general to say “All languages are really the
same except for some very surface-y
phenomena.”
wh-movement




Circa 1981, English moved its wh-words,
Japanese didn’t, so Subjacency wasn’t relevant
for Japanese.
However, since then, the proposals have
changed—all languages move their wh-words to
SpecCP, just some do it after SS.
Evidence has appeared which shows that under
the right conditions, Japanese does respect
Subjacency.
Thus: Looking at whether Japanese speakers
learning English respect Subjacency or not still
hasn’t necessarily gotten away from L1.
Atrophied options?


The L2A literature has historically taken a fairly
old, conservative view of UG. It tends to assume
that UG provides options from which languages
choose, and that something that a language
doesn’t choose might become unavailable as a
choice later.
That is, the underlying assumption seems to be
that English speakers don’t know the ECP, really.
That Japanese speakers don’t know Subjacency.

Modern syntacticians just don’t think of syntax as
working this way anymore. This kind of view is a little
bit closer to what people still mostly believe about
certain aspects of phonology, though. More in a bit…
Parameters


The bottom line is: it’s going to be hard to make
a convincing case that you’ve got a principle of
UG which is not known (utilized) by an L1
speaker. Perhaps, if you are lucky, you might
find something plausible now, but advances in
syntactic theory will do everything they can to
undermine your position.
However, languages do differ in the values of the
parameters (e.g., Subjacency bounding nodes).
Thread two is the way to go.
Parameters


We can also look at aspects of parameter setting
in L2A.
Part transfer (what settings get adopted as part
of the initial state of the the second language
learner’s interlanguage grammar?), part
accessibility/involvement of UG (can second
language learners “reset” these parameters? If
so, the lists of options provided by UG are still
available—that is, UG is available/involved).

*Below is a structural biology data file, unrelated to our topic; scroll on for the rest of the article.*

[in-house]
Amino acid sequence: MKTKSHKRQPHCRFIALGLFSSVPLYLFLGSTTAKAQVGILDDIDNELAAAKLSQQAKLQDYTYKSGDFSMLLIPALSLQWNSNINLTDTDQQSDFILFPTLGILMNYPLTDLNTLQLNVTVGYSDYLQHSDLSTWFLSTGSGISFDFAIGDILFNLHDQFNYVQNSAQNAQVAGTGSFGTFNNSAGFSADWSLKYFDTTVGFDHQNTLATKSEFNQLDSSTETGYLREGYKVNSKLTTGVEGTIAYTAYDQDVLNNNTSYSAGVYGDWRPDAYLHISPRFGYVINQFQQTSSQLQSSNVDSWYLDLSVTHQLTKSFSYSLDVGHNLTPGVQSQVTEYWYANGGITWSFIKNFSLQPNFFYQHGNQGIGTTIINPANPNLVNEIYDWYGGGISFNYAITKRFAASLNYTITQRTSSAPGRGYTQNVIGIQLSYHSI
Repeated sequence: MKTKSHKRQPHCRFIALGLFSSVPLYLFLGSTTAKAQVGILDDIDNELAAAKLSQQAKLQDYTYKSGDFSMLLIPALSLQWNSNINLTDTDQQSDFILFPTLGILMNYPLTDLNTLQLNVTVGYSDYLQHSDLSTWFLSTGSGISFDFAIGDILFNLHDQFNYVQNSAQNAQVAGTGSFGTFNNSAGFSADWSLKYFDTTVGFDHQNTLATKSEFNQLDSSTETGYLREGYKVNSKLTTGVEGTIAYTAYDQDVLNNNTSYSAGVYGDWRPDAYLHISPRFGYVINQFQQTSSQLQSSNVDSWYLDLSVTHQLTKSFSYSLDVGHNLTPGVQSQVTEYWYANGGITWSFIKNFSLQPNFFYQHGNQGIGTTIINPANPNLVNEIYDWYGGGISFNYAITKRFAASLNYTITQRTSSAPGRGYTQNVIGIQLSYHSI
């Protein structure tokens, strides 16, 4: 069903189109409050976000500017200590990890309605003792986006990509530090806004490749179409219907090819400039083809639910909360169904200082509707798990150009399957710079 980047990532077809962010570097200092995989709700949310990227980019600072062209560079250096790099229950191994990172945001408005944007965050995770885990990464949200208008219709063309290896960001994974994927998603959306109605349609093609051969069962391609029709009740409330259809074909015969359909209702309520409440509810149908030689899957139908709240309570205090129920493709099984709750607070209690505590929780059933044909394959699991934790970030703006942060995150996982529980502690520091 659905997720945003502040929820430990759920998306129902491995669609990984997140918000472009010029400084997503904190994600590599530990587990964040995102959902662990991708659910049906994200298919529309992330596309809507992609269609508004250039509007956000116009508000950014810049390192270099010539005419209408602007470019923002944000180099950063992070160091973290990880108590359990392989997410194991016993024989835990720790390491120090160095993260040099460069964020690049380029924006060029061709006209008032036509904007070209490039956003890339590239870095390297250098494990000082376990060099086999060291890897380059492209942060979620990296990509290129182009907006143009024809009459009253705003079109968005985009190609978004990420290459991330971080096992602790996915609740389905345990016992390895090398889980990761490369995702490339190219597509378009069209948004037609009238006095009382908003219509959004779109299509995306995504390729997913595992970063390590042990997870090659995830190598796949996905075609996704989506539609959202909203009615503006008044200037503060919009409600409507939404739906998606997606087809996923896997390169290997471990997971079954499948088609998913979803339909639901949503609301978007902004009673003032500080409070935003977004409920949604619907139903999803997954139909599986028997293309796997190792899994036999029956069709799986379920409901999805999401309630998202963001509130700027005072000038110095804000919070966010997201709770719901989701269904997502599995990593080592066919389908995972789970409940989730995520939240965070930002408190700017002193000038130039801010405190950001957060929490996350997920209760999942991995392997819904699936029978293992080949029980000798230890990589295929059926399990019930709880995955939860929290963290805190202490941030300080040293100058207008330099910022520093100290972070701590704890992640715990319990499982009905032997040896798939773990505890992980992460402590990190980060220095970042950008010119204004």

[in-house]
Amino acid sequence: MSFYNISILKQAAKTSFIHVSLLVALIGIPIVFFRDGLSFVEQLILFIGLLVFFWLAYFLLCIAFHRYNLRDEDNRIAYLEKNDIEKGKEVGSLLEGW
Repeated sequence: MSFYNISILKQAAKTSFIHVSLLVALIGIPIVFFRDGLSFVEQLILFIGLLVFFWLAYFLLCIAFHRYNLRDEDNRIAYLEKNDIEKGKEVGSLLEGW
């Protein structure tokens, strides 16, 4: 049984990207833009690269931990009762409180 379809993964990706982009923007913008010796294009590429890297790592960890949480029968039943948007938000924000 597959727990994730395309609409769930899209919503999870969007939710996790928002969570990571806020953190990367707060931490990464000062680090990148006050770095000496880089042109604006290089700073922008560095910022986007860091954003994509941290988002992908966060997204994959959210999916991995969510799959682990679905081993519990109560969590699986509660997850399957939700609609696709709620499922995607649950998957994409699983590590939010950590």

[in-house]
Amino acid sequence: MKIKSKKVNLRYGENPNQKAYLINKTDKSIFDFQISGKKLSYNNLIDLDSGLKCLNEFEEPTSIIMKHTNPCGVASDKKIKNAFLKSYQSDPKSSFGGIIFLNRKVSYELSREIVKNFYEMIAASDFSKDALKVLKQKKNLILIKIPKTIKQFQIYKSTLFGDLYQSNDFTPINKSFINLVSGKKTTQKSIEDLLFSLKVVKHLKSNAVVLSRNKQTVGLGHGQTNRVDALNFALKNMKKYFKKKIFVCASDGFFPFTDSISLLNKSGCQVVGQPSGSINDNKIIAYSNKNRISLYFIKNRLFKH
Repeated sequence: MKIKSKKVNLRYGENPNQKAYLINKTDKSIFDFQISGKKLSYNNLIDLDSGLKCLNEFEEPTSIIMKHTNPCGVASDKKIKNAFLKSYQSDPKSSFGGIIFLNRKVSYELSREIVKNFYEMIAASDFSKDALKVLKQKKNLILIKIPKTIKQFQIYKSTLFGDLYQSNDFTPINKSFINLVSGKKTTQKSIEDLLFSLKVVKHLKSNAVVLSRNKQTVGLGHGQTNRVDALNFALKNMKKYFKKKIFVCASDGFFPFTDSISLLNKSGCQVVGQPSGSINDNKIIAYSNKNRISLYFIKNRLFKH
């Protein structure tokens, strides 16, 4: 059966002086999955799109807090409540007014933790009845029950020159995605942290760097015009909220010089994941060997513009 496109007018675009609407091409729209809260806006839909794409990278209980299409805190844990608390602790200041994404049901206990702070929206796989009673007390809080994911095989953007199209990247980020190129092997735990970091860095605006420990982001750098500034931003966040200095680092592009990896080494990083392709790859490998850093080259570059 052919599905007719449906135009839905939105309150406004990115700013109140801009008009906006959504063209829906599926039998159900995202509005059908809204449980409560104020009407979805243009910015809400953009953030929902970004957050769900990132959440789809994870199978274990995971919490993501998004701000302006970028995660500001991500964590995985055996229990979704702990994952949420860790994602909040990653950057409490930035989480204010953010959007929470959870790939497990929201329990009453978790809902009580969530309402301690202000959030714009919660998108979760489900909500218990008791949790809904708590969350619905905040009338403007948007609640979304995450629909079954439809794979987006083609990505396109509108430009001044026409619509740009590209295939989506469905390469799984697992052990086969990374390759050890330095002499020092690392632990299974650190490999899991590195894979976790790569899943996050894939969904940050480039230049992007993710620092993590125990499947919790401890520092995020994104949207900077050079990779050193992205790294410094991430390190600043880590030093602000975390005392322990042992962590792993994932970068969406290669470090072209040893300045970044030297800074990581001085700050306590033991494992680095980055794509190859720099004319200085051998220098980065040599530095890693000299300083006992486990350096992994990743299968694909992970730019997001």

Phonological parameters



Describing adult native-speaker
phonological grammars requires abstract
structures not unlike the structures
required for syntax.
Just like for syntax, differences between
languages can be characterized in terms
of phonological parameters.
And in this domain, there might actually be
something like “phonological options not
used in the L1” to talk about.
Some basic concepts




There is a fairly well-defined set of
possible sounds that languages make use
of.
Languages differ in which of these sounds
play a role in the language.
For example, some languages have a
sound like the English v, some don’t.
The “unit of sound” is the segment.
Some basic concepts

There are a lot of different things that go
into determining a segment.
Place of articulation
 Voicing
 Manner of articulation
 Aspiration
 Tenseness/laxness of tongue
 …

Segment distinctions








/p/ vs. /t/ vs. /k/ : place of articulation
/p/ vs. /b/, /t/ vs. /d/: ±voice
/t/ vs. /s/: ±continuant
/s/ vs. /sh/: ±distributive
/e/ vs. /i/: ±high
/e/ vs. /a/: ±back
/a/ vs. /o/: ±round
…
Some basic concepts




Languages differ in what they “pay attention to” when
differentiating segments from one another.
English does not distinguish aspirated and non-aspirated
consonants. The p in pit is aspirated (ph), the p in spit. They
“sound the same” to speakers of English.
Other languages distinguish p from ph—so pit and phit could
be different words, with different meanings.
The distinguishable segments in a language are the
phonemes of the language. One parameter of variation
between languages is their phonemic inventory.
R vs. L


An oft-used example of this is the distinction
between r vs. l in English and the lack of said
distinction in languages like Chinese, Japanese,
and Korean.
In Korean, for example, both segments are
used, but it is phonologically conditioned—
between vowels, it is r and elsewhere it is l. You
don’t get to choose which one you use in a given
context. So there’s no distinction. (Sunhi-lul =
[…-rul])
L1A and contrasts


Little kids start out being able to distinguish contrasts
between all possible segments, but quickly zoom in on the
contrasts in their environment, losing the contrasts… Looks
like a critical period, difficult for UG in L2A…
From Werker (1994): Hindi-English
ba ~ da
H adults
Fine
E infants (6-8mo) Fine
E kids (up to 4)
Fine
E adults
Fine
d h a ~ th a
Fine
Fine
Bad
Poor
Ta ~ ta
Fine
Fine
Bad
Bad
L2A and UG


We can ask many of the same questions we
asked about syntax, but of phonology.
Learners have an interlanguage grammar of
phonology as well.




Is this grammar primarily a product of transfer?
Can parameters be set for the target language
values?
Do interlanguage phonologies act like real languages
(constrained by UG)?
Here, it it rather obvious just from our anecdotal
experience with the world that transfer plays a
big role and parameters are hard to set (to a
value different from the L1’s value).
Phonological interference



If L1’ers lose the ability to hear a contrast
not in the L1, there is a strong possibility